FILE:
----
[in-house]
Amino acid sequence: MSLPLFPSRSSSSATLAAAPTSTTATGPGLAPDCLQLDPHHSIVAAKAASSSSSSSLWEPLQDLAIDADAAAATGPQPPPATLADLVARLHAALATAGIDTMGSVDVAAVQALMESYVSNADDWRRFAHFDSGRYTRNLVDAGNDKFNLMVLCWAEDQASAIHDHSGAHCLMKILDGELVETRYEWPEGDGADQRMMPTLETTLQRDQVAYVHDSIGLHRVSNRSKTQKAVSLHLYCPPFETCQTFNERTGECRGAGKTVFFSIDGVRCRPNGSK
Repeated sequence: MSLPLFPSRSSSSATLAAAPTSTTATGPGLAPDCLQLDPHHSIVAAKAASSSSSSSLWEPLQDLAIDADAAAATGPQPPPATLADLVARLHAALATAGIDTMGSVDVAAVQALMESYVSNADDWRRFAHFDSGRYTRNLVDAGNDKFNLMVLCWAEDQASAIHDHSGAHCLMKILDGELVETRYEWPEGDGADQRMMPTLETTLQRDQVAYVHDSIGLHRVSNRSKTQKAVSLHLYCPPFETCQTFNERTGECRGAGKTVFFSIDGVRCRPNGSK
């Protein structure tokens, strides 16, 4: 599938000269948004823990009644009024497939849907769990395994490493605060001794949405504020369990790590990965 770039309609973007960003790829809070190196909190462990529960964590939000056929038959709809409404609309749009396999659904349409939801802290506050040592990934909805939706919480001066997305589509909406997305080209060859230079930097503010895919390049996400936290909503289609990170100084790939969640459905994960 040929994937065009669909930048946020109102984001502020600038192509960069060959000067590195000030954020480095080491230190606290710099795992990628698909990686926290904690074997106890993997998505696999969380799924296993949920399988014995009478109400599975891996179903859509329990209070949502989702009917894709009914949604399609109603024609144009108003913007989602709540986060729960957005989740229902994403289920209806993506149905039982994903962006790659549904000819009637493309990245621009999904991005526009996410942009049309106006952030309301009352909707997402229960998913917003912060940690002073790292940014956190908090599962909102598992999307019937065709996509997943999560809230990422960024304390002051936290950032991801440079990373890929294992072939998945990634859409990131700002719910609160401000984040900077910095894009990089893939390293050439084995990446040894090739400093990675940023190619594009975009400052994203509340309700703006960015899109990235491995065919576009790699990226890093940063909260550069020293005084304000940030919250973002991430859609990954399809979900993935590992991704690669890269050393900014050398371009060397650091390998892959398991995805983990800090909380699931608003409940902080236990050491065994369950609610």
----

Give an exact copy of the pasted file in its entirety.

[in-house]
Amino acid sequence: MSLPLFPSRSSSSATLAAAPTSTTATGPGLAPDCLQLDPHHSIVAAKAASSSSSSSLWEPLQDLAIDADAAAATGPQPPPATLADLVARLHAALATAGIDTMGSVDVAAVQALMESYVSNADDWRRFAHFDSGRYTRNLVDAGNDKFNLMVLCWAEDQASAIHDHSGAHCLMKILDGELVETRYEWPEGDGADQRMMPTLETTLQRDQVAYVHDSIGLHRVSNRSKTQKAVSLHLYCPPFETCQTFNERTGECRGAGKTVFFSIDGVRCRPNGSK
Repeated sequence: MSLPLFPSRSSSSATLAAAPTSTTATGPGLAPDCLQLDPHHSIVAAKAASSSSSSSLWEPLQDLAIDADAAAATGPQPPPATLADLVARLHAALATAGIDTMGSVDVAAVQALMESYVSNADDWRRFAHFDSGRYTRNLVDAGNDKFNLMVLCWAEDQASAIHDHSGAHCLMKILDGELVETRYEWPEGDGADQRMMPTLETTLQRDQVAYVHDSIGLHRVSNRSKTQKAVSLHLYCPPFETCQTFNERTGECRGAGKTVFFSIDGVRCRPNGSK
């Protein structure tokens, strides 16, 4: 599938000269948004823990009644009024497939849907769990395994490493605060001794949405504020369990790590990965 770039309609973007960003790829809070190196909190462990529960964590939000056929038959709809409404609309749009396999659904349409939801802290506050040592990934909805939706919480001066997305589509909406997305080209060859230079930097503010895919390049996400936290909503289609990170100084790939969640459905994960 040929994937065009669909930048946020109102984001502020600038192509960069060959000067590195000030954020480095080491230190606290710099795992990628698909990686926290904690074997106890993997998505696999969380799924296993949920399988014995009478109400599975891996179903859509329990209070949502989702009917894709009914949604399609109603024609144009108003913007989602709540986060729960957005989740229902994403289920209806993506149905039982994903962006790659549904000819009637493309990245621009999904991005526009996410942009049309106006952030309301009352909707997402229960998913917003912060940690002073790292940014956190908090599962909102598992999307019937065709996509997943999560809230990422960024304390002051936290950032991801440079990373890929294992072939998945990634859409990131700002719910609160401000984040900077910095894009990089893939390293050439084995990446040894090739400093990675940023190619594009975009400052994203509340309700703006960015899109990235491995065919576009790699990226890093940063909260550069020293005084304000940030919250973002991430859609990954399809979900993935590992991704690669890269050393900014050398371009060397650091390998892959398991995805983990800090909380699931608003409940902080236990050491065994369950609610």